Govt seeks corporate help to augment basic infrastructure in schools
Uttarakhand has nearly 17,022 government schools in primary, upper primary and secondary level which, according to media reports, need a whopping Rs 900 crore for maintenance.dehradun Updated: Aug 08, 2017 20:39 IST
DEHRADUN: The Uttarakhand government is looking for financial assistance from corporate bigwigs to fix the creaking infrastructure of its schools which are in need of a drastic overhaul.
After the high court in June warned of imposing financial emergency could be imposed unless basic amenities are provided to government schools, a cornered BJP government is exploring avenues to augment the facilities at schools till December.
“The state is already facing acute financial crisis and therefore, we are seeking support from corporates to fund us for strengthening our schools,” director general, education, Alok Shekhar Tiwari told Hindustan Times. The government will approach Oil and Natural Gas Corporation, Hans Foundation among others to provide financial assistance through the corporate social responsibility (CSR) route.
Uttarakhand has nearly 17,022 government schools in primary, upper primary and secondary level which, according to media reports, need a whopping Rs 900 crore for maintenance.
The basic amenity of drinking water is not available in 562 primary, 171 upper primary and 366 secondary level schools. Pauri has the maximum number of primary schools (124) in need of potable water, Uttarkash for upper primary (46) and Tehri for secondary schools (62).
Sanitation is another neglected area. Of the total 12,539 primary schools, toilets for girls are needed in 507 schools and another 413 require toilets for boys. Similarly, of the 2,791 upper primary schools, 154 need boys’ toilet and 98 girls’ toilet.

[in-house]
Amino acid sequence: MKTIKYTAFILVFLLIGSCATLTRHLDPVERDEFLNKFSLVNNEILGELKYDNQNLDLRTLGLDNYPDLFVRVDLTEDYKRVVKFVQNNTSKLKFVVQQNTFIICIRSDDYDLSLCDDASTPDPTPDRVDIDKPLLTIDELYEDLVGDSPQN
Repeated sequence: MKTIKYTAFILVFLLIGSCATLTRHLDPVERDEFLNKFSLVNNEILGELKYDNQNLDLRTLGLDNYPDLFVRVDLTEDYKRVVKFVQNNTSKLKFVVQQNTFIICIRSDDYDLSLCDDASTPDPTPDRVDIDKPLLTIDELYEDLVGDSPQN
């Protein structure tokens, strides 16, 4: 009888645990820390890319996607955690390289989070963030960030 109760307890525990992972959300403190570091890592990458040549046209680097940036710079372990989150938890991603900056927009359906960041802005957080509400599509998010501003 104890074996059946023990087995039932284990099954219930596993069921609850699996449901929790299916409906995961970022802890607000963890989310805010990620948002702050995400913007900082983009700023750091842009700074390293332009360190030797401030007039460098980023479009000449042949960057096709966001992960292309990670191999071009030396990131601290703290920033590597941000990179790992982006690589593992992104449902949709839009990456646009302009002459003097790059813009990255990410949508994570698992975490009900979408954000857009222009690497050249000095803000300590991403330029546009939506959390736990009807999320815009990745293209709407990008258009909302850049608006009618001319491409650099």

“In co-education schools, students face great difficulties when it comes to sanitation. It becomes awkward, especially for girls, to share toilers with boys. There’s an urgent need to provide basic amenities such as toilets, drinking water and infrastructure at the earliest,” Hira Singh Bora, district president of teachers’ association Almora, said.
There is an acute shortage of basic furniture and stationery in these schools. Of the over 15,330 primary and upper primary schools, 8,107 where 3,84,871 kids are enrolled, require furniture. Another 868 secondary schools are in the need of furniture.
While private schools are working towards interactive learning through Smart TV, government schools have come a cropper. None of the 10,246 schools having up to 50 students have smart televisions. As many as 3,876 smart TVs are missing in 1,938 schools where enrollment is higher than 50 students.
Computer is taught as a basic subject in private schools from grade 1. But, students get to learn it in government schools only in secondary level. And guess what? All 1,692 secondary government schools need computers so that students can practical classes.